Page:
SeaWorld rips family units apart like they are simply plastic pieces in a game of Life.  We must come to understand that humans are not the only individuals on Earth that feel emotions.  Orcas have strong family ties, they continue to be with their family units their whole lives.

They have a part of the brain, humans are deprived of.  It is believed to be the center for their strong love and devotion to their family.  The thought of ripping a human child away from her mother and tossing her into a cage is repulsive.  Replacing the word human with orca does not make that statement any less horrifying.

Free Willy sparked a movement to free orcas from captivity that lead to the first orca release. SeaWorld and other parks like it, announced they wouldn’t capture orcas from the wild any longer. The Free Willy movement lead to Blackfish which fueled another generation.  Blackfish shocked people across the globe and flipped SeaWorld upside down, exposing the corrupt business.

SeaWorld then announced its end to the orca program.  SeaWorld would end its breeding program and allow the current orcas to be their last generation.  Although, this is a win for future orcas; the current orcas are still imprisoned. Kyara, the last baby orca, was supposed to be SeaWorld’s last pawn.  Kyara became another tombstone in SeaWorld’s cemetery. At only three months old Kyara succumbed to an unfair and early death. In the National Geographic article Kyara’s cause of death is established, “Park officals suspect the three-month-old calf died from pneumonia, the same infection that killed the infamous captive whale Tilikum.” SeaWorld’s response, “Kyara’s infection had not been caused as a result of being kept in captivity.” Pull up google, type in pneumonia in killer whales, every single link on the first page leads you to results and articles written for only captive whales with pneumonia. Wild orcas suffer rarely from pneumonia but mostly from humans, who pollute their waters and hunt them.

Kyara shared the same ill fate as Tilikum, SeaWorld’s most famous killer whale. Tilikum, two years old, was swimming next to his mother when he was ripped from his home waters. Tilikum was eventually carted off and dumped at SeaLand in British Columbia. For fourteen hours of the day Tilikum was imprisoned in a tiny sea module, not much bigger than he was. Fourteen hours of mind dulling solidarity and then the rest of the hours were spent being attacked by two dominant female orcas.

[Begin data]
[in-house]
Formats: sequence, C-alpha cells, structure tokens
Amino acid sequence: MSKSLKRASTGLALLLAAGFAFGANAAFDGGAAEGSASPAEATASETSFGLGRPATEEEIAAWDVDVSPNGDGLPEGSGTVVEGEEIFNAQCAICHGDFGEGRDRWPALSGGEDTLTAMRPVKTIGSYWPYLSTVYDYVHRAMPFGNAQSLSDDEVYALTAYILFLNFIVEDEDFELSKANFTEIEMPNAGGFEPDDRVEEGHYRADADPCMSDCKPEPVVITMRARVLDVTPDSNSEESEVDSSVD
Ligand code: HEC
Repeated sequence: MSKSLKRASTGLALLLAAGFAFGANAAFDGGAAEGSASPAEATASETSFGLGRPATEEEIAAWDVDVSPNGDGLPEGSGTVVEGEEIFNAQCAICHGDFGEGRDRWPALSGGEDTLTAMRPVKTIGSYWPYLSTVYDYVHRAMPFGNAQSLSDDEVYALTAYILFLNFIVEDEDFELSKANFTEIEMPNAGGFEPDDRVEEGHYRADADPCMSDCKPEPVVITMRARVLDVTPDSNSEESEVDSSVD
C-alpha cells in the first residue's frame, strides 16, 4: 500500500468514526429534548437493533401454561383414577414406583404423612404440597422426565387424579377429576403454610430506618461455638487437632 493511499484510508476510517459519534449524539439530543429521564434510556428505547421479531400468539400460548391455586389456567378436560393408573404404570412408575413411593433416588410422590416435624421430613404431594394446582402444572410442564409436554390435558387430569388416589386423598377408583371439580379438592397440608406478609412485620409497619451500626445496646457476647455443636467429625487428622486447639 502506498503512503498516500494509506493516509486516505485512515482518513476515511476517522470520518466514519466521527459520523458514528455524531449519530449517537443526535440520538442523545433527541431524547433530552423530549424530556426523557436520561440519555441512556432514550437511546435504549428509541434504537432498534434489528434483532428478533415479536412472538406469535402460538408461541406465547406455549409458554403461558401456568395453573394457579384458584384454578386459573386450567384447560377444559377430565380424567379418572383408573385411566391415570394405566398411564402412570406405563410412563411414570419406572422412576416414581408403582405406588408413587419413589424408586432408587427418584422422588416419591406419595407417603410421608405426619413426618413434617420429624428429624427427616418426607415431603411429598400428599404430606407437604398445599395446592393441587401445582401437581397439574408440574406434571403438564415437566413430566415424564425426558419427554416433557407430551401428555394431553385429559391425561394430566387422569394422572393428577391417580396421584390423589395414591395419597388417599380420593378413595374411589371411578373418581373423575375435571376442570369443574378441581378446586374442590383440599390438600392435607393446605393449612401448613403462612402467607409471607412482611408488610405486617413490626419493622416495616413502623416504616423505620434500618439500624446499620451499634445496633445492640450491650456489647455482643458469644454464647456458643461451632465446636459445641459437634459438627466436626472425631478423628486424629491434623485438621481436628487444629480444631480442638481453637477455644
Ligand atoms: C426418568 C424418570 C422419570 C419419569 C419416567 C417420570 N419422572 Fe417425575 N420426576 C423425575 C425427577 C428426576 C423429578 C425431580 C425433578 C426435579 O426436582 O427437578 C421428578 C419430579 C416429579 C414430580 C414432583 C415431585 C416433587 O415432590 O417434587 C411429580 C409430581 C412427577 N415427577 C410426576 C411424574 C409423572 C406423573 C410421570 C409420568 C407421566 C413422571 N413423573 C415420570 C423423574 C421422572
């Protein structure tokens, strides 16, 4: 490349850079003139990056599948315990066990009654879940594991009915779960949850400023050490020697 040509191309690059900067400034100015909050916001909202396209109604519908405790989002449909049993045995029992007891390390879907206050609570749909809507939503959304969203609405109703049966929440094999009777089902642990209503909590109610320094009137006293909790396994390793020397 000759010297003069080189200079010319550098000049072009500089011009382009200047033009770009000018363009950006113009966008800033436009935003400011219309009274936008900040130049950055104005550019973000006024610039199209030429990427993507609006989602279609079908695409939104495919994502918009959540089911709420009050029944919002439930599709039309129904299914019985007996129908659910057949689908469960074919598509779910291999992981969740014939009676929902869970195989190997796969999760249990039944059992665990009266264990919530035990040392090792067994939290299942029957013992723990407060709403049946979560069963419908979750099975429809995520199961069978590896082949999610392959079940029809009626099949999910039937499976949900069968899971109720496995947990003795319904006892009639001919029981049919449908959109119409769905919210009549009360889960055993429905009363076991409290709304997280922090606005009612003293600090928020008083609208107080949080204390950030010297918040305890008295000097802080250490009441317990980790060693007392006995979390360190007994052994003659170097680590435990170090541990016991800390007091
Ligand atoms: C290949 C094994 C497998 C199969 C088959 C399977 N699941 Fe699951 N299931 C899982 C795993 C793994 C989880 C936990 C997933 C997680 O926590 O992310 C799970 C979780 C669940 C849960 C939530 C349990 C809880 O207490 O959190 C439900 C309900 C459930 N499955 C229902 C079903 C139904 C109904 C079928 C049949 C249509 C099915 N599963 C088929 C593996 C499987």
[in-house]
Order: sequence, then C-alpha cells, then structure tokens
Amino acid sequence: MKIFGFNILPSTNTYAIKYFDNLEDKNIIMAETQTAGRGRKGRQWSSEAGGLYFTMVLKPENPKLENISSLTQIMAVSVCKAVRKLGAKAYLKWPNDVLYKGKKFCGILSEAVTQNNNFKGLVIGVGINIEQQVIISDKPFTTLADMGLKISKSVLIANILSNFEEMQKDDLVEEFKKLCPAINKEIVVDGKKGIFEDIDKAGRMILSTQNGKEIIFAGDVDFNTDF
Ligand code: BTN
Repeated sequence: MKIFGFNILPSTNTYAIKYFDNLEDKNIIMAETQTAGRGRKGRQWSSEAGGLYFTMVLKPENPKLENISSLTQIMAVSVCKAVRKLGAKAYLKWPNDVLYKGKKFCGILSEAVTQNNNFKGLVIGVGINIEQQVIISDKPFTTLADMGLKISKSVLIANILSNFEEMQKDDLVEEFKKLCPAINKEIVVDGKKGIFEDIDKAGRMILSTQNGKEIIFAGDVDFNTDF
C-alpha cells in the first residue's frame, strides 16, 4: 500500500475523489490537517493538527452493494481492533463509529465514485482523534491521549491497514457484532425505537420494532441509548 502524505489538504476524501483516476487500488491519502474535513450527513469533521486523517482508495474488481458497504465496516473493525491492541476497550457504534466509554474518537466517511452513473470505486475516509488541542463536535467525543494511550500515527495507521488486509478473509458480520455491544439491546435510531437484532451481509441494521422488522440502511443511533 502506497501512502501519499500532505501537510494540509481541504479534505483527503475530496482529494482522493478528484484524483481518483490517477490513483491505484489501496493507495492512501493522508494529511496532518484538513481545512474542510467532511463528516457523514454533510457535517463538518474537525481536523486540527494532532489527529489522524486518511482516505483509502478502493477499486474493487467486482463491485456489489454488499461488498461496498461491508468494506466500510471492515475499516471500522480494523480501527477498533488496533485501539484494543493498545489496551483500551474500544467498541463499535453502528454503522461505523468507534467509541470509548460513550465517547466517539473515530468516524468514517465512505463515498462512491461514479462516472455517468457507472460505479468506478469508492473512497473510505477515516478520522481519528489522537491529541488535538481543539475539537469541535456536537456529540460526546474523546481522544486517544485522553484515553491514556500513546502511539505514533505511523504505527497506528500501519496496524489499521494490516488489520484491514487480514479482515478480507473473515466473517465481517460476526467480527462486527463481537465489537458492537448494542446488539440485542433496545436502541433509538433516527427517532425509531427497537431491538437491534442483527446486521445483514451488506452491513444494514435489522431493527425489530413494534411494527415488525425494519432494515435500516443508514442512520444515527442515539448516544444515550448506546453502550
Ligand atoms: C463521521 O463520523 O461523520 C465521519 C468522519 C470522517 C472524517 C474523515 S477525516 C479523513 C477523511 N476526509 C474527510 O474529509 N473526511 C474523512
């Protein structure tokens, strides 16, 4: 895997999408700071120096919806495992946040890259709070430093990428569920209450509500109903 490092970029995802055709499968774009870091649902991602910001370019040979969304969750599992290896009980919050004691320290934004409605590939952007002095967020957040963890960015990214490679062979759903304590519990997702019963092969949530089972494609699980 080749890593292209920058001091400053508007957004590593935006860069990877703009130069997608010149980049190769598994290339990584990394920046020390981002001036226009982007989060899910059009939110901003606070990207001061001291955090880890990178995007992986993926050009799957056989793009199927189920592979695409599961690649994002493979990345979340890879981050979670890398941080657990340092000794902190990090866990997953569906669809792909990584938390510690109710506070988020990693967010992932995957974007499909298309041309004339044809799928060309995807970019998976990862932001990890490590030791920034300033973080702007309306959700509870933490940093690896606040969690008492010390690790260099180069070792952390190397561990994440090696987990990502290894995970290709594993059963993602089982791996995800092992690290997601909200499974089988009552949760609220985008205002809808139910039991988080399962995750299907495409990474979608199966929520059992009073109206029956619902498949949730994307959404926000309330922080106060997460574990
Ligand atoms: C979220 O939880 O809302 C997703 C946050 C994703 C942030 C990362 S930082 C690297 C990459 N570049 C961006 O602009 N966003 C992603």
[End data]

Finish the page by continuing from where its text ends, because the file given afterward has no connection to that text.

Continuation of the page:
A trainer slipped and fell into the orca waters, Tilikum dragged her and refused to let her go, even when the girl’s body was limp and lifeless. That was the first person Tilikum killed. The second was a homeless man who snuck into Tilikum’s tank.  The dead man’s body, or what was left of it, was proudly draped across Tilikum’s back when trainers came in the morning. Tilikum’s final victim was a highly respect trainer at SeaWorld. Tilikum scalped her and continued to hold onto the corpse for hours after.

The first years of his life were spent free alongside his family.  Then he was plucked from his home and tossed into a tank.  Majority of his life spent alone, endlessly lapping his small tank or floating lifelessly. He died of pneumonia after a long suffering life. WDC published an article explaining Tilikum’s life and the effects of it, “The true and only legacy from his sad, tragic existence is that a much wider audience now appreciates and understands that these noble creatures deserve better.”

 The memories of Free Willy and facts embraced by Blackfish push people to say no to SeaWorld. Keiko and Tilikum represent every orca in captivity, we should listen closely to their heartbreaking cries. It has thousands, refusing to buy a ticket and support the injustice of imprisoning orcas. The first legendary orca film, Free Willy, lead to a fight for justice. People are now hoping to empty the tanks, to free SeaWorld’s captive orcas into seaside sanctuaries. We have hopes of them living happy lives reunited with their long lost family.  We have hopes to Free Willy, once and fore all. Yet with every hero there is a relentless enemy battling us.

We are told, at a young age, to never talk with our mouths full. Jim McBain and Brad Andrews ignore that pleasantry and common formality; their mouths overflow with well-constructed lies. Jim McBain, director of veterinary medicine at SeaWorld and Brad Andrews, vice president of zoological operations at SeaWorld, released a detailed pro-captivity statement during the time Keiko, the star of Free Willy, was in the public’s attention.

McBain and Andrews are well-educated and successful individuals who make a hefty salary each year at SeaWorld.  Their experience and knowledge of SeaWorld would be invaluable if it wasn’t flooded with lies and half-truths.

In their PBS announcement, McBain and Andrews defend SeaWorld and its commitment to love and care for their orcas. It is obvious they care, but they care for the money orcas rake in rather than the orcas themselves.  If you took the profit away, SeaWorld would be quick to sell their orcas.  Money over matter.

McBain and Andrews start their defense by justifying captivity for the sake of education.  As we grow and urbanize we should find ways to stay in touch with nature.  They claim it is irrational for every person to experience nature by going out into the wild.  They claim it is more beneficial to drag animals to us rather than go to them.